Last Tuesday Electric Bare had the privilege of covering an intimate show featuring one of our favorite artists of the present day. Sonos Studio and Pandora teamed up once again to promote and incredibly talented act that has garnered quite a bit of attention after the release of their latest record Nikki Nack. How much attention? Well, over four million plays over the last few months on Pandora alone. As Merrill herself identified in the middle of their set, having four million people listen to your music in today’s over-saturated iteration of the Industry is a magnificent (in the traditional of-great-magnitude way) and truly humbling thing. And she certainly was humbled. In fact, what was most striking to me was how soft-spoken and almost withdrawn she sounded. The fearless titan brandishing one of the most versatile and powerful voices of our time seemed almost shy, at one point joking in a near inaudible tone that the band is usually unable to see their audience’s faces so well. But then the group would go into the next song and all traces of hesitation and shyness completely vanish and in their stead a commanding and almost intimidating presence.
They played mostly songs from Nikki Nack, understandably supporting their latest release with a more limited time than their normal performances. Their energy was spectacular. Screaming, choreographed motions, incredible harmonies, and playful, sensational costumes all lent to to the show’s identity as more of a performance art piece than a concert. The fact that it took place in an art gallery didn’t hurt either.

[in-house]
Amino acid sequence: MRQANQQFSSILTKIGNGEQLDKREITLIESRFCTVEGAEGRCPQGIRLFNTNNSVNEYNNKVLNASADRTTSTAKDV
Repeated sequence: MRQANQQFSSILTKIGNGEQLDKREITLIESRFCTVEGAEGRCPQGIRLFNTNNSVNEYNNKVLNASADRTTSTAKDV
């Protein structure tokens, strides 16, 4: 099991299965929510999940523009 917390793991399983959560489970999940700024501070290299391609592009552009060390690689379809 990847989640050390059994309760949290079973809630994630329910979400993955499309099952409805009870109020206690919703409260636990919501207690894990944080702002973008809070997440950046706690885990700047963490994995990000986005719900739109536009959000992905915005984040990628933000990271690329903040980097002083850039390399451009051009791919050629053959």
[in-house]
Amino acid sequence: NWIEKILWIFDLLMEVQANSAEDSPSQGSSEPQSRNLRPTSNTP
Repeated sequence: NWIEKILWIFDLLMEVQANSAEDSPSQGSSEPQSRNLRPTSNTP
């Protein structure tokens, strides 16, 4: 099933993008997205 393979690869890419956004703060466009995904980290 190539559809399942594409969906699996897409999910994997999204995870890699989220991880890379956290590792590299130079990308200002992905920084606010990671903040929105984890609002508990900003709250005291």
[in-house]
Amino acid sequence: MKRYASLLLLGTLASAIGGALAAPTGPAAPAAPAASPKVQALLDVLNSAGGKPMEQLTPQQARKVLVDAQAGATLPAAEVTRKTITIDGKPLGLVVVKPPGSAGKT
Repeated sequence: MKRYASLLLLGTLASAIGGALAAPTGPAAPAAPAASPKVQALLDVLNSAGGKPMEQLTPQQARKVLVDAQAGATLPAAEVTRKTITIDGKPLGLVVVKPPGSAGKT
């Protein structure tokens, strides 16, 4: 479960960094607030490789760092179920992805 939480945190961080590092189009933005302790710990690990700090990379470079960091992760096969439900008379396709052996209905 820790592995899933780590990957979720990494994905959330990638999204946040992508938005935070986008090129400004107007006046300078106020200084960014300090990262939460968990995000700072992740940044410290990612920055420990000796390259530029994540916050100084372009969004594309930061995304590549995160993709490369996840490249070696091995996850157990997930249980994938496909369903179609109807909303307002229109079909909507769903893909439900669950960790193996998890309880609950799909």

Their set was replete with polyrhythms both looped and live, the use of synths and samples manipulated by the three multi-instrumentalists of the group, two sirens masquerading as backup singers, and of course the vocal genius of Merrill herself. The transitions between songs could not have been better and there were few pauses in the set. Abrupt stops became planned beginnings and twice chaos became interlude, the second being a free jam that Merrill utilized to take a break and casually adjust a small bit of her floor tom before jumping immediately back in and starting the next piece.
She, and the rest of the tUnE-yArDs were incredibly gracious and “real” without sacrificing their roles as performers and entertainers. They were more like those friends who are brilliantly talented but shirk off compliments as if laminated in modesty.